Once upon a time there was a young girl who wandered in search of a very specific story. She looked in bookstores and couldn’t find it. She walked through library stacks but never found it. Finally, she went to the storyteller himself. He was sitting in a park, waiting for her. He seemed eager to help. But when she asked, he said he had never heard such a story.
"But you wrote it!" said the girl. "It had a grandfather and a granddaughter who were fishing on a lake in a blue boat."
"That doesn’t sound like any of the stories I’ve ever written," the storyteller said.
So the storyteller ruffled through a stack of his hundreds of stories. As he flipped through, pictures of pink and orange and blue and red people streamed by. Some looked like monsters. Others grimaced like mad clowns. But they all — every one of them — looked like they were having a fine time indeed.
"Stop! That’s it!" the girl yelled. "That’s the one."
It was her story all right. But there was no grandfather, no granddaughter. There was no lake, no fishing, and no blue boat. The storyteller and the girl laughed at the strangeness of it — but really, these things aren’t all that uncommon, are they?
At least that’s how the storyteller tells it. Brian Andreas remembers this scene occurring one summer at an arts festival in Baltimore over a decade ago, but many people who visit the workshop of the storyteller and artist in Decorah, Iowa have this same kind of encounter. They are fans looking for a specific story that has touched them. But they get their facts wrong. The details are all off. What they have done is imprint their own lives on his stories.
In 1993, Andreas created a collaborative art company in Decorah, Iowa to produce a line of contemporary craft products based on these highly adaptable stories. He called it the Story People. The heart of his business remains the stories themselves, which have been published in six slim, paperback volumes, but the Story People produces a multi-million-dollar line of art products that includes furniture, sculpture, and prints populated by strange and otherworldly creatures that are rearing their heads at almost two dozen galleries across Minnesota.
Stories are everywhere. Increasingly, they flood consumer culture in the form of advertisements presented in narrative form. Corporations and organizations are tapping into the power of story to transform lives, or at least to embed themselves in your mind. And though he knows he has as much to gain as anyone else from the entrepreneurial use of story, Brian Andreas finds something wrong with the way corporations harness the elements of story to sell us more stuff.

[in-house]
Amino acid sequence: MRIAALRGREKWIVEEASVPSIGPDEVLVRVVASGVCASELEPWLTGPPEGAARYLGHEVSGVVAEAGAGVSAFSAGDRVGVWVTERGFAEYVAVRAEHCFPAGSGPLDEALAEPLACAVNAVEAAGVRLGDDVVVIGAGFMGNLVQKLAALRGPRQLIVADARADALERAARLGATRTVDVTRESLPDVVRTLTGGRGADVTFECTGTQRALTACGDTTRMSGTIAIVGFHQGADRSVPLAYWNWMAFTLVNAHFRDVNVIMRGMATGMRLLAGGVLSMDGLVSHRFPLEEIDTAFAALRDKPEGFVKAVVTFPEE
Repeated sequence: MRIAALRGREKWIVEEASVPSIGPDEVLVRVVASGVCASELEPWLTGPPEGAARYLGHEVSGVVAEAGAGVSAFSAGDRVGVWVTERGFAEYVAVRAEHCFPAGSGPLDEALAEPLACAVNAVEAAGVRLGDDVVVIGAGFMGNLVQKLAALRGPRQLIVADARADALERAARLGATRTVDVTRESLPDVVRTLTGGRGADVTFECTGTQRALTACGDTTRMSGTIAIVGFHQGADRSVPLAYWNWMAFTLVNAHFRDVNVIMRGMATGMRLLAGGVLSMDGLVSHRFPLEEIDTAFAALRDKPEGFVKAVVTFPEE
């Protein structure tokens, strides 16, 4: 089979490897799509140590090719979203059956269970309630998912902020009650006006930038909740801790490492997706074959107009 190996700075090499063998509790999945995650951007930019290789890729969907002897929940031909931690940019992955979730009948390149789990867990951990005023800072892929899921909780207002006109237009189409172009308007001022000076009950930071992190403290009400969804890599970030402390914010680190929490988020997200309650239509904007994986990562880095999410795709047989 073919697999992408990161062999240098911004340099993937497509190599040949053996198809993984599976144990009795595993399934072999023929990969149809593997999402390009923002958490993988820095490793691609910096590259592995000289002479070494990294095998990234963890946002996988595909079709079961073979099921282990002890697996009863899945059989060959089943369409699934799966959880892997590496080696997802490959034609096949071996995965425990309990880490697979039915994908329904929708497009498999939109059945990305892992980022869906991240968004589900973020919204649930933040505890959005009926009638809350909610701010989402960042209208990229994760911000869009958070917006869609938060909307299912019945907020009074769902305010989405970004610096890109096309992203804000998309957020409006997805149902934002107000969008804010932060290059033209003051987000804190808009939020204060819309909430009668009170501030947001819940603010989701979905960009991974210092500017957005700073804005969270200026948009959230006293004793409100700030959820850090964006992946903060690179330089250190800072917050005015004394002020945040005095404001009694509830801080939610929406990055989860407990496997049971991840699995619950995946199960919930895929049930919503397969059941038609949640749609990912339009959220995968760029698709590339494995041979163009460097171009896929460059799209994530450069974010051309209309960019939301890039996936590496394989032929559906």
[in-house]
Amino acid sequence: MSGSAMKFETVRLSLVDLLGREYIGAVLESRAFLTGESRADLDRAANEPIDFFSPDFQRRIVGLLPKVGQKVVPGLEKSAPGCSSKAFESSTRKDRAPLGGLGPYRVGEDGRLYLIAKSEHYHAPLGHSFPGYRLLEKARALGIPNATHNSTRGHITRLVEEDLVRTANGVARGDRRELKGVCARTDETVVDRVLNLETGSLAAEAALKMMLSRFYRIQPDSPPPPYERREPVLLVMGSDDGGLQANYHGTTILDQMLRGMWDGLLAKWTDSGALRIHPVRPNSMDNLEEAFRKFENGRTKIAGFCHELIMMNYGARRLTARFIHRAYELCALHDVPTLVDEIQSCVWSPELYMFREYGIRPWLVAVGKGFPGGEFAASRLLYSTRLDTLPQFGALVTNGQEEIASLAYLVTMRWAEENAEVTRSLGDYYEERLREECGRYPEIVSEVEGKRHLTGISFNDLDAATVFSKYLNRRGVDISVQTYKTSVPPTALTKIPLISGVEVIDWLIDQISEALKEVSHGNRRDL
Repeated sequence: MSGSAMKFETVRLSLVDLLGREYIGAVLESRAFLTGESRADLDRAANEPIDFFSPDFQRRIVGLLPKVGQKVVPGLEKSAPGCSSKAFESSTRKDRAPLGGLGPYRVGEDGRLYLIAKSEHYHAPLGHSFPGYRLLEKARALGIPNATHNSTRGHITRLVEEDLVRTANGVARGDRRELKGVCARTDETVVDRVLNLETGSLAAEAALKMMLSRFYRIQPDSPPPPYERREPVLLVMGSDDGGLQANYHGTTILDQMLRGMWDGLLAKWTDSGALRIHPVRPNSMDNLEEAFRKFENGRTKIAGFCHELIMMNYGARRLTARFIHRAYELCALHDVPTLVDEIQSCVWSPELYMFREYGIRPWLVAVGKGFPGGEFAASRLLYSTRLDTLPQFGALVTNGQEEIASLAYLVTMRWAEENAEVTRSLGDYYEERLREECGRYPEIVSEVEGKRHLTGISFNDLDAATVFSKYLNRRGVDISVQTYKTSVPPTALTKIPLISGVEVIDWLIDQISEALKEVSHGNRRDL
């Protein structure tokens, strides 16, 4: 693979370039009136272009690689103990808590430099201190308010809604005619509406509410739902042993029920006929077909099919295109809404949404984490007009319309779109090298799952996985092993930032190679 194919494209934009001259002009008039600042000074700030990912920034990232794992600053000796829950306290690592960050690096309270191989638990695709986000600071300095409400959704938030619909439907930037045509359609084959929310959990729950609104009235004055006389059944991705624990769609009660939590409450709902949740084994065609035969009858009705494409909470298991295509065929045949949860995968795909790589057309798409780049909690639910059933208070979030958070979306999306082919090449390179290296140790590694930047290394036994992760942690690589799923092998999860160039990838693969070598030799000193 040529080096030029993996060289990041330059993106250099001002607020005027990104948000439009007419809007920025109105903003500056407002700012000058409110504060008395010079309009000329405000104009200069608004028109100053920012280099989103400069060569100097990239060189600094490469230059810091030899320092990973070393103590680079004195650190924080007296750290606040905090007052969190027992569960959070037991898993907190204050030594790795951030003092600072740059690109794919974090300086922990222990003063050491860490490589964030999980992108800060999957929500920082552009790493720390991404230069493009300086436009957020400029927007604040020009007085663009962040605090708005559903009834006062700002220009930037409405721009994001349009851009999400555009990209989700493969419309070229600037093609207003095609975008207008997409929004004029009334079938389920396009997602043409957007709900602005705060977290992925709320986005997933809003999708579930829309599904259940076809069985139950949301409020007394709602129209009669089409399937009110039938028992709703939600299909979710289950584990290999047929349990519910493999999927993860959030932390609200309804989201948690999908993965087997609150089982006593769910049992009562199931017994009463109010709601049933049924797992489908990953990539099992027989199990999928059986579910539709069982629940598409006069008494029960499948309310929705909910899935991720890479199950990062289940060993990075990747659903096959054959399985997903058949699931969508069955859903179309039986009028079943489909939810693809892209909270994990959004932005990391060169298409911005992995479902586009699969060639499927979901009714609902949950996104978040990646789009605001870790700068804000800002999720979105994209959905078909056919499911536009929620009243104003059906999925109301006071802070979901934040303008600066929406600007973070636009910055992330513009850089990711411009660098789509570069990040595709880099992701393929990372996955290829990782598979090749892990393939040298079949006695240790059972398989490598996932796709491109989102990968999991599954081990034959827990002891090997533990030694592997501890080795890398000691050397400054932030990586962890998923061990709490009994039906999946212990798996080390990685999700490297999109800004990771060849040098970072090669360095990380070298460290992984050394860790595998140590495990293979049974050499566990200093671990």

"It’s like the sorcerer’s apprentice," Andreas said. "They don’t really know what they are playing with."
But that is exactly what Andreas has done. He sells these stories in the form of prints, or stamped on sculptures made of recycled barn wood, to a growing base of collectors of American craft art, and to a cult-like following of fans who appreciate his view of life as a string of funny and odd moments. Others gravitate to the illustrations, which seem not a rendering of the stories, but an extension of them.
"Brian has this way of writing that connects to the soul of people," said Matthew Johnson, an artist and friend of Andreas who has worked in the Story People sculpture studio for 14 years. "His stories are open enough to touch anyone who reads them."
At its basest, what Brian Andreas does is the same feat of alchemical wordsmithing that card companies have been trying to accomplish for decades. He taps into what ties us to each other in fewer words than it takes to introduce two friends. But the product that emerges from that connection is infinitely less cheesy.
Technically speaking, what Andreas writes are not stories, at least not in the classical sense. They rarely feature conflicts — unless you consider trying to get an old man off a couch major drama. At roughly 30 words or less, they are too short to be a short story, or even flash fiction or nanofiction. They present anecdotes from Andreas’s life cast in the warm glow of his writing voice, which is wise and conversational, like an old friend passing time on a front porch swing. If they are anything to be pinned down, they are prose poems — slightly irreverent, deceptively wise, and impish at their core.